Cdl. Burke Reiterates: No Communion for Pro-Abort Politicians

News: Campaign 2020US News
by Martina Moyski  •  •  January 24, 2020   

Slams Joe Biden's 'consistent' pro-abortion record

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WASHINGTON ( - Cardinal Raymond Burke has again confirmed Catholic doctrine about publicly promoting abortion and reception of the Holy Eucharist on national television on the eve of the 47th annual March for Life in Washington, D.C.

The cardinal said, "No devout Catholic, no practicing Catholic, can be in favor of abortion," after being asked by Fox News host Martha MacCallum on Thursday about Joe Biden's pro-abortion voting record and his being refused Holy Communion, adding that the former vice president "has a consistent record of being pro-abortion."

No Catholic could "justify voting for legislation and policies that promote abortion," the former head of the Vatican's highest court added.

"This isn't a question of a confessional belief," the cardinal emphasized. "This has to do with the natural law. The first precept of the natural law is the defense of human life."

The 71-year-old prelate went on to criticize the dichotomy between Biden's private and public views on abortion: "You can't say ... privately, 'I think it's wrong' — I imagine he means by that, as a Catholic, he thinks it's wrong — but then, in his public life, he can act as if it's not morally evil."

Abortion is one of the greatest moral evils.

"It's one of the greatest moral evils," Burke added.

On being asked how a person can separate their public life from their private life or from their faith, Biden has said:

My religion defines who I am. ... With regard to abortion, I accept my Church's position that life begins at conception. That's the Church's judgment. I accept it in my personal life. ... [But] I do not believe that we have a right to tell other people that women can't control their body. It's a decision between them and their doctor, in my view. And the Supreme Court — I'm not going to interfere with that.

Biden was denied Holy Communion by a Catholic priest in South Carolina in 2018. "Holy Communion signifies we are one with God, each other and the Church," explained Fr. Robert Morey, who barred Biden from the sacrament. "Our actions should reflect that. Any public figure who advocates for abortion places himself or herself outside of Church teaching."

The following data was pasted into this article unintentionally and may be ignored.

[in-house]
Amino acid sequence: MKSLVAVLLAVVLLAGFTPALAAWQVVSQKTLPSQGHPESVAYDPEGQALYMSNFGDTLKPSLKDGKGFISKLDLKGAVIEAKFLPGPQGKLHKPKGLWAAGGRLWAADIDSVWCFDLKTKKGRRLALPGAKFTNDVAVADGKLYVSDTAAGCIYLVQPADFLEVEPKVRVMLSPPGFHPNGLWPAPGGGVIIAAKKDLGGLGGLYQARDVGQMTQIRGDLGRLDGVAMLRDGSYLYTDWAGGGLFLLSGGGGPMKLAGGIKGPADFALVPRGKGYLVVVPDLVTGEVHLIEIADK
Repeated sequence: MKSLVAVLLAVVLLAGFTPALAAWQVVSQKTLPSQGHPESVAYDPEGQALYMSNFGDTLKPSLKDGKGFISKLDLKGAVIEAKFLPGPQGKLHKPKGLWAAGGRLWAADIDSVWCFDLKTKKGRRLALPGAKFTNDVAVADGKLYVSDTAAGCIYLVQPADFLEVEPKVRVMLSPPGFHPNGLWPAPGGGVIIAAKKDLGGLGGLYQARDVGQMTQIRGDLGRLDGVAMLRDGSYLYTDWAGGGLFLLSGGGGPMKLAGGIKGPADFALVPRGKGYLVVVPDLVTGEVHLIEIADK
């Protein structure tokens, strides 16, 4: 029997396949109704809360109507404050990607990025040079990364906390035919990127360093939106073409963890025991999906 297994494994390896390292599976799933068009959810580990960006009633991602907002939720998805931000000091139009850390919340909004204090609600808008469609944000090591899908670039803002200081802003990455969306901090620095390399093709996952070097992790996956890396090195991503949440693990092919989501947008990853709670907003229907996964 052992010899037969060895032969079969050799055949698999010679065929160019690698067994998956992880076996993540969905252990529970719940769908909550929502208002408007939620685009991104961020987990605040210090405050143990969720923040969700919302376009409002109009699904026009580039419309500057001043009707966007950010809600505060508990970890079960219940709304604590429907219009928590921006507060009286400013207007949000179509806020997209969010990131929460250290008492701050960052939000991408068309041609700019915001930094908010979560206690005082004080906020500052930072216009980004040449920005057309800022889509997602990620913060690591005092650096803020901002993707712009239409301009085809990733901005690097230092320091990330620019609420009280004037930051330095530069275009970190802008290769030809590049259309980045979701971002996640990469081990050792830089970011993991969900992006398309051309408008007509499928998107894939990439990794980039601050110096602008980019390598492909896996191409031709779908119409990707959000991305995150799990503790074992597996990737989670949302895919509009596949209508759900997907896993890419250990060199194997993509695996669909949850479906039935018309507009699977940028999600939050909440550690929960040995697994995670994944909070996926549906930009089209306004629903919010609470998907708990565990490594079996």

In addition to his consistent support of Roe v. Wade, Biden's voting record on abortion includes voting "no" on:

  • Prohibiting minors crossing state lines for abortion
  • Notifying parents of minors who get out-of-state abortions
  • Criminal penalties for harming an unborn fetus during other crime
  • Maintaining a ban on military base abortions
  • Banning human cloning

His positions have become more extreme over time. Recently, the presidential candidate announced he no longer supports the Hyde Amendment, which bans government funding for abortion.

Over the decades, Cdl. Burke has consistently spoken out publically against abortion and pro-abortion candidates who present themselves as good Catholics.

In 2004, the cardinal said former Sen. John Kerry (D-Mass.) should be denied Holy Communion for his abortion views.

In 2008, Burke told an Italian Catholic newspaper that the U.S. Democratic Party risked "transforming itself definitively into a Party of Death for its decisions on bioethical issues." He pointed to two of the party's high-profile Catholics — Biden and House Speaker Nancy Pelosi — for misrepresenting Church teaching on abortion.

Burke lamented that a letter written in 2004 by Cdl. Joseph Ratzinger ... to American bishops was never distributed. It restated that a priest must refuse Holy Communion to politicians who support abortion.

He also rebuked the University of Notre Dame in 2009 for awarding Barack Obama an honorary doctorate in spite of his advancement of an anti-life and anti-family agenda. "A Catholic institution — a Catholic university — cannot give honors to someone who is a promoter of things that are opposed to the most fundamental beliefs of Catholics," the cardinal said at the time.

Burke lamented that a letter written in 2004 by Cdl. Joseph Ratzinger, later Pope Benedict XVI, to American bishops was never distributed. It restated the Church position that a priest must refuse Holy Communion to Catholic politicians who support abortion.

Burke was removed by Pope Francis as head of the Vatican Supreme Court in 2014 and reassigned to the largely ceremonial position of patron of the Order of Malta.

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